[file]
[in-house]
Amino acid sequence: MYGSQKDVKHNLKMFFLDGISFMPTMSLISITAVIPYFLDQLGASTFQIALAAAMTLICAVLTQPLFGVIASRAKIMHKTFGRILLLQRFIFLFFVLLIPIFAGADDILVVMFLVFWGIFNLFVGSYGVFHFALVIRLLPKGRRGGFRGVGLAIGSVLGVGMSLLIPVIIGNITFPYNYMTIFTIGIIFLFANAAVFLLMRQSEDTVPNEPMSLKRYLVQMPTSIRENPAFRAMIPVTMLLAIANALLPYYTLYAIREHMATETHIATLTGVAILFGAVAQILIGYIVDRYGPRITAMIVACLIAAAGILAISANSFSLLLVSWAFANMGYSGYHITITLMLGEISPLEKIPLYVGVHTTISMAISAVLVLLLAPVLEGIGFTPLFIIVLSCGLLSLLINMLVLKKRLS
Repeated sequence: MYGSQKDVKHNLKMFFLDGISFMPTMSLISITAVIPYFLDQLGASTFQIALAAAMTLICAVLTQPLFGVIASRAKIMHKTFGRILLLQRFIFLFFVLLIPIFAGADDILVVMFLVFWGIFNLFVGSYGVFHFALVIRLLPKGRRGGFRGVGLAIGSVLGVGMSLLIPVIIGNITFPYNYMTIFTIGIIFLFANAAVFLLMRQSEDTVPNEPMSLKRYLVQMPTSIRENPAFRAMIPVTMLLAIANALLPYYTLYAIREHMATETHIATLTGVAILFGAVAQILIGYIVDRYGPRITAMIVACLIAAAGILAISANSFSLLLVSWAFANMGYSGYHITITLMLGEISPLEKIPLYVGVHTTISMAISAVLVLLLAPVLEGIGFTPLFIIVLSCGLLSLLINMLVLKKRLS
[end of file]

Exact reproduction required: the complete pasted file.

[in-house]
Amino acid sequence: MYGSQKDVKHNLKMFFLDGISFMPTMSLISITAVIPYFLDQLGASTFQIALAAAMTLICAVLTQPLFGVIASRAKIMHKTFGRILLLQRFIFLFFVLLIPIFAGADDILVVMFLVFWGIFNLFVGSYGVFHFALVIRLLPKGRRGGFRGVGLAIGSVLGVGMSLLIPVIIGNITFPYNYMTIFTIGIIFLFANAAVFLLMRQSEDTVPNEPMSLKRYLVQMPTSIRENPAFRAMIPVTMLLAIANALLPYYTLYAIREHMATETHIATLTGVAILFGAVAQILIGYIVDRYGPRITAMIVACLIAAAGILAISANSFSLLLVSWAFANMGYSGYHITITLMLGEISPLEKIPLYVGVHTTISMAISAVLVLLLAPVLEGIGFTPLFIIVLSCGLLSLLINMLVLKKRLS
Repeated sequence: MYGSQKDVKHNLKMFFLDGISFMPTMSLISITAVIPYFLDQLGASTFQIALAAAMTLICAVLTQPLFGVIASRAKIMHKTFGRILLLQRFIFLFFVLLIPIFAGADDILVVMFLVFWGIFNLFVGSYGVFHFALVIRLLPKGRRGGFRGVGLAIGSVLGVGMSLLIPVIIGNITFPYNYMTIFTIGIIFLFANAAVFLLMRQSEDTVPNEPMSLKRYLVQMPTSIRENPAFRAMIPVTMLLAIANALLPYYTLYAIREHMATETHIATLTGVAILFGAVAQILIGYIVDRYGPRITAMIVACLIAAAGILAISANSFSLLLVSWAFANMGYSGYHITITLMLGEISPLEKIPLYVGVHTTISMAISAVLVLLLAPVLEGIGFTPLFIIVLSCGLLSLLINMLVLKKRLS